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Review: Kesha’s Battle Cry of Many Colors on ‘Rainbow’

Review: Kesha’s Battle Cry of Many Colors on ‘Rainbow’
 

In 2012, wild-child pop diva Kesha hit a high point with her dirty, glitter-soaked rock album, Warrior. But she’s spent the past five years in silence, embroiled in a grueling legal battle with her most frequent collaborator, superproducer Dr. Luke, whom the singer accused of physical and emotional abuse.

On her excellent comeback record, Rainbow, Kesha channels that drama into the best music of her career – finding common ground between the honky-tonks she loves (her mom is Nashville songwriter Pebe Sebert) and the dance clubs she ruled with hits like “Tik Tok” and “Die Young,” between glossy beats, epic ballads and grimy guitar riffs. In the process, she also finds her own voice: a freshly empowered, fearlessly feminist Top 40 rebel.

The LP opens softly with “Bastards,” a ballad ripe for a campfire singalong. Above acoustic guitar, her once-Auto-Tune-weary vocals breathe easy as she nimbly and confidently shows off  her underappreciated range, singing, “Don’t let the bastards get you down.” It’s followed by the glam-punk kiss-off “Let ‘Em Talk,” where she’s joined by Eagles of Death Metal. Kesha executive-produced the album, working with a team that included everyone from Ryan Lewis to Ben Folds to her mom. Across the board, she achieves a careful balance of her diverse musical selves: The gospel-tinged “Praying” takes the high road by wishing the best to the people who have hurt her, and “Woman” is a blissfully irreverent, proudly self-sufficient retro-soul shouter backed by Brooklyn funk crew the Dap-Kings.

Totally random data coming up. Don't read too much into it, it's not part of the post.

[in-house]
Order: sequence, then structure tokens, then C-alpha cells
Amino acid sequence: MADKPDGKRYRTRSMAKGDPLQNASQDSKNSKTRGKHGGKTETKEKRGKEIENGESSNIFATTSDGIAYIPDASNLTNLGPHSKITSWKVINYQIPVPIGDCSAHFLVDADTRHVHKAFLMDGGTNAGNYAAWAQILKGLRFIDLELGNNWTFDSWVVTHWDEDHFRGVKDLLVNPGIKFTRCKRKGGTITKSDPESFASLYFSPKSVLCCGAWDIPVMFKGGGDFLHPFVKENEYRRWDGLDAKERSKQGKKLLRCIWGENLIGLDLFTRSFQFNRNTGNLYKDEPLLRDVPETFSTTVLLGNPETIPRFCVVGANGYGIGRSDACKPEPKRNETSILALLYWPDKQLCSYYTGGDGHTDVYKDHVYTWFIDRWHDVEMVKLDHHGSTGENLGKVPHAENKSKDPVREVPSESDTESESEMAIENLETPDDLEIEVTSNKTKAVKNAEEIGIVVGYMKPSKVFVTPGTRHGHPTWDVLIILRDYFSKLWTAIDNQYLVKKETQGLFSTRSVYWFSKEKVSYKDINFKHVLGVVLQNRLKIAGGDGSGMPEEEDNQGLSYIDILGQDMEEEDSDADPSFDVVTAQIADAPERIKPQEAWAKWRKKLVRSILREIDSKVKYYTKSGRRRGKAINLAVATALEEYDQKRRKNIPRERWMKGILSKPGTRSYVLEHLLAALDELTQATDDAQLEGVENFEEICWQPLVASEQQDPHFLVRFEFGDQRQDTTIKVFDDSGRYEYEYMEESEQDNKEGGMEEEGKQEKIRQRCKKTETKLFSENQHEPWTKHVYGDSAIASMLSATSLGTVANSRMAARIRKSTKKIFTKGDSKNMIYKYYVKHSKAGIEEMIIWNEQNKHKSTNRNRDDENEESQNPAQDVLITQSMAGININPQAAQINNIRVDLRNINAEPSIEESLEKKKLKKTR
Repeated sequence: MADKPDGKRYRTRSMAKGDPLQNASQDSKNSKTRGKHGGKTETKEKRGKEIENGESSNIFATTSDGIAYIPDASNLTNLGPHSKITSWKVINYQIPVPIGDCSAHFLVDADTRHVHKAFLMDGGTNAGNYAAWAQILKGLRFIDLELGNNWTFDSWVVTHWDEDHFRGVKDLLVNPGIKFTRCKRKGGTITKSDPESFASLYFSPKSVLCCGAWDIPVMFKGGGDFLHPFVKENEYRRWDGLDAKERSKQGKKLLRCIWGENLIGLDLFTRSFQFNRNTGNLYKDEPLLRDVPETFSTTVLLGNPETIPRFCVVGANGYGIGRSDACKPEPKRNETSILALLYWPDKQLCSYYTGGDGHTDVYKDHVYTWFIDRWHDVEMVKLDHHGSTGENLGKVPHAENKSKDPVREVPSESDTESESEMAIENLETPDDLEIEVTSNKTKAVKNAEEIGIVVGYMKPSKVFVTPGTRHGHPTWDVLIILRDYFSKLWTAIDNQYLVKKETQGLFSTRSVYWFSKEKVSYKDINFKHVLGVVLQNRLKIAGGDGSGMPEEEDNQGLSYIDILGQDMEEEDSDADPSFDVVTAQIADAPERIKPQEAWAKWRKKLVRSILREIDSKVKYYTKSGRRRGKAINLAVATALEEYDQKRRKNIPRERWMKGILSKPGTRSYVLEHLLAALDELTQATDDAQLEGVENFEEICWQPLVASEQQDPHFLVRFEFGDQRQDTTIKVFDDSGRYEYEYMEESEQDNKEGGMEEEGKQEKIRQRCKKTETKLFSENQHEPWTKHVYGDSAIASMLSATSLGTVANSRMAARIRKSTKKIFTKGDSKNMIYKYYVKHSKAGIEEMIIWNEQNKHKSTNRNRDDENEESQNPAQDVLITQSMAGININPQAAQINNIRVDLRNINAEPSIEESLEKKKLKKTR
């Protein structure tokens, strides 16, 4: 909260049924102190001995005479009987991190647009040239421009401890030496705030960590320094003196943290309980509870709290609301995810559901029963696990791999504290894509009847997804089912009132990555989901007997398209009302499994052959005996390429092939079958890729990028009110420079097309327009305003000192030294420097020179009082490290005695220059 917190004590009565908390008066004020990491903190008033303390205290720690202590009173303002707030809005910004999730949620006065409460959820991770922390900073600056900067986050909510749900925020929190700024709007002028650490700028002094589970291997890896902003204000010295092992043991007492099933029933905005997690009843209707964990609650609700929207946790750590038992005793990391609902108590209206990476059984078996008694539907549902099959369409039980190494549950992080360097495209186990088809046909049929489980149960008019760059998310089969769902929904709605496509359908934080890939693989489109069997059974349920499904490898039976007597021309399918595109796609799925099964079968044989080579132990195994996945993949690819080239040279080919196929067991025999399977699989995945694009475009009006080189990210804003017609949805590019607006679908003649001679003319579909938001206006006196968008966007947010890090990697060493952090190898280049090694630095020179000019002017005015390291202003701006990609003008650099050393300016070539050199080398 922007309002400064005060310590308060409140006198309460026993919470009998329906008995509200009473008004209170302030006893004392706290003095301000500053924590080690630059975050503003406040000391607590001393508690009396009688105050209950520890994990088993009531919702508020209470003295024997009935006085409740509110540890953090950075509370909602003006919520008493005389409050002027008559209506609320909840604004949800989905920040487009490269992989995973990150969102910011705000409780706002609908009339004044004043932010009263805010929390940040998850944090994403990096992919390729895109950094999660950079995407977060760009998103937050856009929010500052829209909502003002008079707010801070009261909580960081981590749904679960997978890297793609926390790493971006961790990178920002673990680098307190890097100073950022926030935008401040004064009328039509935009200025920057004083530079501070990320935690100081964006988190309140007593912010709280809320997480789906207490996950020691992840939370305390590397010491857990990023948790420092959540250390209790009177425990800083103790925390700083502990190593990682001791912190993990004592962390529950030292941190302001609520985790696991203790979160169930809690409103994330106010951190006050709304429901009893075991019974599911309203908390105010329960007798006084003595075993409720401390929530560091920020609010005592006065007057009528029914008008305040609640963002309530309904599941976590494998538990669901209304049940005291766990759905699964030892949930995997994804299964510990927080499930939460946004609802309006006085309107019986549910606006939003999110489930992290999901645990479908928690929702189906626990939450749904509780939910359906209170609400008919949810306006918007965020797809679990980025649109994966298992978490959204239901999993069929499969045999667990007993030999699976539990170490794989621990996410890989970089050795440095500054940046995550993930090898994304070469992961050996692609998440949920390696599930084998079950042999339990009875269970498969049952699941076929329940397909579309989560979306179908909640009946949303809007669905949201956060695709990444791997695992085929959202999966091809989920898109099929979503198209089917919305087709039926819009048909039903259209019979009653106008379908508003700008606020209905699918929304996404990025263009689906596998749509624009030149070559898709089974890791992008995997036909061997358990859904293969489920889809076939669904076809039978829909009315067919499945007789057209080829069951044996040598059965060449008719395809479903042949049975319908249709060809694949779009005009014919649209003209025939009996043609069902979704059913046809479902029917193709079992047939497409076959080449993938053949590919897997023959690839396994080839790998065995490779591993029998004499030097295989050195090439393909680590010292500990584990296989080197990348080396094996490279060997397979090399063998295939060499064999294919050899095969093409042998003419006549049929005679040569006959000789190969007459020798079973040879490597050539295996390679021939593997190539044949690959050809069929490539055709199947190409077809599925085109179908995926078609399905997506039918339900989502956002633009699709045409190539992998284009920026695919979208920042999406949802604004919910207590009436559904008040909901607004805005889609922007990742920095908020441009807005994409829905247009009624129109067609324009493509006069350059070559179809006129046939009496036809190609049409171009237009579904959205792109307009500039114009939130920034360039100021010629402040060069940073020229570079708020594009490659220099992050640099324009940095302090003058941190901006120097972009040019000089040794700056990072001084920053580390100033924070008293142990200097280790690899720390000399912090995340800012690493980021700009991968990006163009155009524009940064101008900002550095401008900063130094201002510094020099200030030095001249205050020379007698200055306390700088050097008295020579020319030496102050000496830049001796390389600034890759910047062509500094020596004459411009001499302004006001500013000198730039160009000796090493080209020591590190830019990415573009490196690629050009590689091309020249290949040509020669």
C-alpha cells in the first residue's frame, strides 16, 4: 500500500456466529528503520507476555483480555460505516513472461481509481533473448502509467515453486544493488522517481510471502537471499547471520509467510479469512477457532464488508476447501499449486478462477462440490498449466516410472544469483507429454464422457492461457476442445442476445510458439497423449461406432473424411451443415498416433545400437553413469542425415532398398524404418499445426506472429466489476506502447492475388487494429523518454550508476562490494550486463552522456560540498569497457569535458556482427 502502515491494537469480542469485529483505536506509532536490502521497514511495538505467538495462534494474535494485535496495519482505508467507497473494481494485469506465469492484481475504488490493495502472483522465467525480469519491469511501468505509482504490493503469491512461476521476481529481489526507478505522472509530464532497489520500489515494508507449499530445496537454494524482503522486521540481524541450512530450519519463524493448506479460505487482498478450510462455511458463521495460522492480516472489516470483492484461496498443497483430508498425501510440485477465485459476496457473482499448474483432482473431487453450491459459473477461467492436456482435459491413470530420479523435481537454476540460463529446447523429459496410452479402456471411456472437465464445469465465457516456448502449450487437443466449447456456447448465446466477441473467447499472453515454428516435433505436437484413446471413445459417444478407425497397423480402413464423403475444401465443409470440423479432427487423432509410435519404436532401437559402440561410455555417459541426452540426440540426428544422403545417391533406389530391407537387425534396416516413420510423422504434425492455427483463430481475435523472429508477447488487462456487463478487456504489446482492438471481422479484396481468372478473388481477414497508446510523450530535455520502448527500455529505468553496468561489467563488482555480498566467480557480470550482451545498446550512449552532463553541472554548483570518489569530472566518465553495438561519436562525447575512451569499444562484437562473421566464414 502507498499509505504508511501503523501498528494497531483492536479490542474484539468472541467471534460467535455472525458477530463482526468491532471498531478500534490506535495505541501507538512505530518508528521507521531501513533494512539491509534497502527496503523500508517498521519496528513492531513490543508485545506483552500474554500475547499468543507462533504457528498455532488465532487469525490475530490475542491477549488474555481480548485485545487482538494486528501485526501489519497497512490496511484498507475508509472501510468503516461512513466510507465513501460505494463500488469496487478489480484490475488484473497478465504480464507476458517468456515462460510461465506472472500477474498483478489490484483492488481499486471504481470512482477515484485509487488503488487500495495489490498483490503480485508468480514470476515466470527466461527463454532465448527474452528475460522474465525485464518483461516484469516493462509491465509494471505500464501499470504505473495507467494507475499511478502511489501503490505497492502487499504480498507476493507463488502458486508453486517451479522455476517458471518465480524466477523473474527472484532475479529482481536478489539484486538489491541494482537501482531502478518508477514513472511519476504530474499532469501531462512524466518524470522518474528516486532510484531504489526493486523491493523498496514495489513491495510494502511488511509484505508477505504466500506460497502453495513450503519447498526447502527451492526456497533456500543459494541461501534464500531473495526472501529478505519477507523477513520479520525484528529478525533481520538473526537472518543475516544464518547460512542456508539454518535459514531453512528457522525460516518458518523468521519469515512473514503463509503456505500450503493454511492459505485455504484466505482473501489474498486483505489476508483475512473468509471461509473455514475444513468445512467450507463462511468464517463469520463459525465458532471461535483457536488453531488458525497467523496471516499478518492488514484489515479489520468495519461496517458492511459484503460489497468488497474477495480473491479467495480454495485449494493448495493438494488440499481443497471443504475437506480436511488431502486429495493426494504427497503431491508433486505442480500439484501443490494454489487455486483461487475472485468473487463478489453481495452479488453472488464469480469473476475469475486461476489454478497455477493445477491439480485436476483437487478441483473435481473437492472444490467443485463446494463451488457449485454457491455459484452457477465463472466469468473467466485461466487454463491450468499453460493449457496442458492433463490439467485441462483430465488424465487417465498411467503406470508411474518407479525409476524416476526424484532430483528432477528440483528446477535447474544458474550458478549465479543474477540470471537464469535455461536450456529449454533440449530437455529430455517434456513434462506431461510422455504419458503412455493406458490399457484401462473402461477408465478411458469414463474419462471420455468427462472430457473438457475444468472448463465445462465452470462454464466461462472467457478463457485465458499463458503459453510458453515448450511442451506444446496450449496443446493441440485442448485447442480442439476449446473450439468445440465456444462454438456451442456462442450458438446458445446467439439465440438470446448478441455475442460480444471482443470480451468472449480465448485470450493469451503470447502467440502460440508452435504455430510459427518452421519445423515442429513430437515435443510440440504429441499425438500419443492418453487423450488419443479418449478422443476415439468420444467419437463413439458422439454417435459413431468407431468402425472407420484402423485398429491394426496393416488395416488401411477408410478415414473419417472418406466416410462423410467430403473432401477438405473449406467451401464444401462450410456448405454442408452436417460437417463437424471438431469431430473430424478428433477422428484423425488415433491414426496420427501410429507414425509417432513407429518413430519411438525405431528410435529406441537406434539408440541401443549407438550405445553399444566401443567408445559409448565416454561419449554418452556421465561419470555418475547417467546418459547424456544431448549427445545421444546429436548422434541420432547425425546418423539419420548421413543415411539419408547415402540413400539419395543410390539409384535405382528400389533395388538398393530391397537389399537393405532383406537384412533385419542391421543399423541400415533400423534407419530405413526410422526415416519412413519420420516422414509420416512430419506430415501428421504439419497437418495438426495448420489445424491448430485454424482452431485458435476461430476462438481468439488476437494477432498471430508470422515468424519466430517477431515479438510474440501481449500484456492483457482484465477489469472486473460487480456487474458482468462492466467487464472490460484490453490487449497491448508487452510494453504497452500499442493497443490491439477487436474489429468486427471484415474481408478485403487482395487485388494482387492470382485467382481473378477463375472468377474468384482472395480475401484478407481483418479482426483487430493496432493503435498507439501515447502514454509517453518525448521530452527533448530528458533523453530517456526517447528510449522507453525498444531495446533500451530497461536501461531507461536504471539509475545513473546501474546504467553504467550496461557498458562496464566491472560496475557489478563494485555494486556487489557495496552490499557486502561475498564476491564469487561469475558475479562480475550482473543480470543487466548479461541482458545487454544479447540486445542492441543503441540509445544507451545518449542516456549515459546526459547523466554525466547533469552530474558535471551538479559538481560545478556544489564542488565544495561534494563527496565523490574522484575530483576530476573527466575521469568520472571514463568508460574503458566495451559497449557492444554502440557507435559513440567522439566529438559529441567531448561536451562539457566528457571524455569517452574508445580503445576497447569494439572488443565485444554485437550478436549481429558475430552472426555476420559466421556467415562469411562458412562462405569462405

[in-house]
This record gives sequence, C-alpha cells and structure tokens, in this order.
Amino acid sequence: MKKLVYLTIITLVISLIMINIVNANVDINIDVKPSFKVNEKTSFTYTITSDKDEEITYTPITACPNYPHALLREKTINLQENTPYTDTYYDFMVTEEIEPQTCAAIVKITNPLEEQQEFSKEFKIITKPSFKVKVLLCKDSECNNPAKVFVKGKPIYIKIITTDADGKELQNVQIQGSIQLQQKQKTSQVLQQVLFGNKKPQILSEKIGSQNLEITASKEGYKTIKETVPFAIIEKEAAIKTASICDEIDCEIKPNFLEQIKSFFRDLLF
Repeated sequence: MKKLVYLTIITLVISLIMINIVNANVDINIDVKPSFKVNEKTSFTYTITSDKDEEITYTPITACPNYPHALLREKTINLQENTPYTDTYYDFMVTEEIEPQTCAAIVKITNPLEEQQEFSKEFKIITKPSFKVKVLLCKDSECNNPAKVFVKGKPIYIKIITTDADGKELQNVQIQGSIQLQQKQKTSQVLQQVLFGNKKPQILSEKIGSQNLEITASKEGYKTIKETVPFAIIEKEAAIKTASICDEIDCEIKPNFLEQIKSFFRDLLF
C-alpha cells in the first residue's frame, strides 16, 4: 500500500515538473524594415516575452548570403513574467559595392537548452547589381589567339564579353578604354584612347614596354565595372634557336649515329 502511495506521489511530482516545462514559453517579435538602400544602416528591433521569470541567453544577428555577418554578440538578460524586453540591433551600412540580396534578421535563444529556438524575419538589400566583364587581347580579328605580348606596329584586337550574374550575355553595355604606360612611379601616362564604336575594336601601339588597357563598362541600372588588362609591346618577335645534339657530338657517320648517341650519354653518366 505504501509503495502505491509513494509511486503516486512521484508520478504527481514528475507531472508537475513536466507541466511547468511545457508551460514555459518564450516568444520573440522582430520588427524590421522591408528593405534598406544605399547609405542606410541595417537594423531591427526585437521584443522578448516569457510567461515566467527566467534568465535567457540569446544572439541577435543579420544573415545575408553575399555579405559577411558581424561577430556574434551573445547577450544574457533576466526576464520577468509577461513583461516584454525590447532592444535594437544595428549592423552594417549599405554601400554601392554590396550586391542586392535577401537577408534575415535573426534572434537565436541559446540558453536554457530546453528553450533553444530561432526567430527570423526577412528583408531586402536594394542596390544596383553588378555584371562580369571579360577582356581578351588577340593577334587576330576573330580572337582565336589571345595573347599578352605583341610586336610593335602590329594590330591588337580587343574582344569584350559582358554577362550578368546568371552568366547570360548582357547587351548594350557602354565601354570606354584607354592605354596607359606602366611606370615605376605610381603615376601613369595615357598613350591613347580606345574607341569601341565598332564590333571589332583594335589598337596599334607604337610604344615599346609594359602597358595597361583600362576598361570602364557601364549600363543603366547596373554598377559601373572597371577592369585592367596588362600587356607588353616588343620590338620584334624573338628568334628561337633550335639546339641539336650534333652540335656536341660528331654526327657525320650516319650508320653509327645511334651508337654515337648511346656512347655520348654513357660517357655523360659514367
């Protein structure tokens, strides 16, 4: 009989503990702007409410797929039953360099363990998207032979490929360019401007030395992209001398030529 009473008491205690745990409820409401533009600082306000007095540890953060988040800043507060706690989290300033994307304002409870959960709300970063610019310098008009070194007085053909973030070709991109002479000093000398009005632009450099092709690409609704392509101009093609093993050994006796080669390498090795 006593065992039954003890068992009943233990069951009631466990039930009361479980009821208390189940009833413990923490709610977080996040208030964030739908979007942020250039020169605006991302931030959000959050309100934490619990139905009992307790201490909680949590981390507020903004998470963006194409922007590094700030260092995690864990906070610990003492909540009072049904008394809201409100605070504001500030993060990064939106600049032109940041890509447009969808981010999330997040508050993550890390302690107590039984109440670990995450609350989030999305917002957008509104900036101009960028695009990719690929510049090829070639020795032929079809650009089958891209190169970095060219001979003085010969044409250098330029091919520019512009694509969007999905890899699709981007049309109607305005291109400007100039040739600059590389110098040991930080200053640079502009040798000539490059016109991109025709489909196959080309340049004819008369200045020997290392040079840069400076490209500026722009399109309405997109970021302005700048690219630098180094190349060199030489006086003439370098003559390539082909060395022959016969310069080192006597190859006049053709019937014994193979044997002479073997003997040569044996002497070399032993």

Kesha used to sing about partying with rich dudes and feeling like P. Diddy. Rainbow is full of sympathetic (if at times cloying) prisoner metaphors and therapist clichés: “Live and learn and never forget it/Gotta learn to let it go,” she repeats on “Learn to Let Go.” Luckily, she also showcases her absurdist sense of humor. On the standout “Hunt You Down,” she evokes June Carter with a devilishly threatening country ditty: “Baby, I love you so much,” she sings in the most innocent Southern-belle voice she can muster, then warns, “Don’t make me kill you.” On “Godzilla,” a gloriously surreal slice of indie-folk kitsch, she imagines what it might be like to fall in love with a cartoon monster, creating a lighthearted novelty out of chaos and destruction.

The album’s most powerful moment is a cover of the 1980 Dolly Parton ballad “Old Flames (Can’t Hold a Candle to You)” – Sebert’s biggest country hit as a songwriter. Parton herself helps out on guest vocals. But this isn’t some Grand Ole Opry homage. Kesha flips and filters it through her dreamy vision, turning the sweet tune into rousing rockabilly until the standard sounds refreshed and vividly modern, battle-tested and born again. Just like the woman singing it. 

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